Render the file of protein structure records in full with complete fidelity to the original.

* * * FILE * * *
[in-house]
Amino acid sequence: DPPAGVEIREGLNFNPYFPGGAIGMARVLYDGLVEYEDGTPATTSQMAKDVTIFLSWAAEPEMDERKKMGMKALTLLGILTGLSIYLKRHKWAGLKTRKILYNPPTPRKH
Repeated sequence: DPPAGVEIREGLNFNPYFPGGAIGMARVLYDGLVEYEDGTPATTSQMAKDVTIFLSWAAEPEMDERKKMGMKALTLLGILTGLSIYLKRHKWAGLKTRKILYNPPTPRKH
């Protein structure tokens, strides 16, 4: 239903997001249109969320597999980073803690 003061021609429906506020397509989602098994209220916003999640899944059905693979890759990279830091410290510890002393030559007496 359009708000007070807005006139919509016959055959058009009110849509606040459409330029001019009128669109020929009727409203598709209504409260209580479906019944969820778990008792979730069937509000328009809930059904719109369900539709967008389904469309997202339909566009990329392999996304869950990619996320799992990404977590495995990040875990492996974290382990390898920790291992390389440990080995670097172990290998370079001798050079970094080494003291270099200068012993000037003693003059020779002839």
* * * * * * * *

[in-house]
Amino acid sequence: DPPAGVEIREGLNFNPYFPGGAIGMARVLYDGLVEYEDGTPATTSQMAKDVTIFLSWAAEPEMDERKKMGMKALTLLGILTGLSIYLKRHKWAGLKTRKILYNPPTPRKH
Repeated sequence: DPPAGVEIREGLNFNPYFPGGAIGMARVLYDGLVEYEDGTPATTSQMAKDVTIFLSWAAEPEMDERKKMGMKALTLLGILTGLSIYLKRHKWAGLKTRKILYNPPTPRKH
């Protein structure tokens, strides 16, 4: 239903997001249109969320597999980073803690 003061021609429906506020397509989602098994209220916003999640899944059905693979890759990279830091410290510890002393030559007496 359009708000007070807005006139919509016959055959058009009110849509606040459409330029001019009128669109020929009727409203598709209504409260209580479906019944969820778990008792979730069937509000328009809930059904719109369900539709967008389904469309997202339909566009990329392999996304869950990619996320799992990404977590495995990040875990492996974290382990390898920790291992390389440990080995670097172990290998370079001798050079970094080494003291270099200068012993000037003693003059020779002839």